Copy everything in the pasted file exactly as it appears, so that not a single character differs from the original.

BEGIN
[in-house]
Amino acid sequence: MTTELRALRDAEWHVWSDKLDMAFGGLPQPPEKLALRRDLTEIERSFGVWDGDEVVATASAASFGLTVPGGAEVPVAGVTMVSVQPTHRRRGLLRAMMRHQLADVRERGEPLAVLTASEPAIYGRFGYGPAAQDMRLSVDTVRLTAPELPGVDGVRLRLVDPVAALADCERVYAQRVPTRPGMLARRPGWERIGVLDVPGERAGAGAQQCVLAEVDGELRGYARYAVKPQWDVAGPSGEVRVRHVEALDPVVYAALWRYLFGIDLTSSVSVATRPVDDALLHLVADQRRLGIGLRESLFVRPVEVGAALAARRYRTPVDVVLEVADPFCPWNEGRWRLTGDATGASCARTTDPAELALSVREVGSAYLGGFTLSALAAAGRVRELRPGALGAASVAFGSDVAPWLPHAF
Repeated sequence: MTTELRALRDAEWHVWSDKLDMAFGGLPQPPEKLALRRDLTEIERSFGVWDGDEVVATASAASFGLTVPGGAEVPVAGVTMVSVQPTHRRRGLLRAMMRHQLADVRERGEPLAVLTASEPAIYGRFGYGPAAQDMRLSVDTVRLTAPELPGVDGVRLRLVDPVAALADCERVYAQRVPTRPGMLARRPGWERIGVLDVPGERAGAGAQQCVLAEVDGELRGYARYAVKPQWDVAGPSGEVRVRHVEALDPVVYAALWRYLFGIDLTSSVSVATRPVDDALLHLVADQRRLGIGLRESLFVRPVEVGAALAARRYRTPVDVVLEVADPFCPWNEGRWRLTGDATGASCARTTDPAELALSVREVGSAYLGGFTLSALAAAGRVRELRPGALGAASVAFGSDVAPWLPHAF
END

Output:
[in-house]
Amino acid sequence: MTTELRALRDAEWHVWSDKLDMAFGGLPQPPEKLALRRDLTEIERSFGVWDGDEVVATASAASFGLTVPGGAEVPVAGVTMVSVQPTHRRRGLLRAMMRHQLADVRERGEPLAVLTASEPAIYGRFGYGPAAQDMRLSVDTVRLTAPELPGVDGVRLRLVDPVAALADCERVYAQRVPTRPGMLARRPGWERIGVLDVPGERAGAGAQQCVLAEVDGELRGYARYAVKPQWDVAGPSGEVRVRHVEALDPVVYAALWRYLFGIDLTSSVSVATRPVDDALLHLVADQRRLGIGLRESLFVRPVEVGAALAARRYRTPVDVVLEVADPFCPWNEGRWRLTGDATGASCARTTDPAELALSVREVGSAYLGGFTLSALAAAGRVRELRPGALGAASVAFGSDVAPWLPHAF
Repeated sequence: MTTELRALRDAEWHVWSDKLDMAFGGLPQPPEKLALRRDLTEIERSFGVWDGDEVVATASAASFGLTVPGGAEVPVAGVTMVSVQPTHRRRGLLRAMMRHQLADVRERGEPLAVLTASEPAIYGRFGYGPAAQDMRLSVDTVRLTAPELPGVDGVRLRLVDPVAALADCERVYAQRVPTRPGMLARRPGWERIGVLDVPGERAGAGAQQCVLAEVDGELRGYARYAVKPQWDVAGPSGEVRVRHVEALDPVVYAALWRYLFGIDLTSSVSVATRPVDDALLHLVADQRRLGIGLRESLFVRPVEVGAALAARRYRTPVDVVLEVADPFCPWNEGRWRLTGDATGASCARTTDPAELALSVREVGSAYLGGFTLSALAAAGRVRELRPGALGAASVAFGSDVAPWLPHAF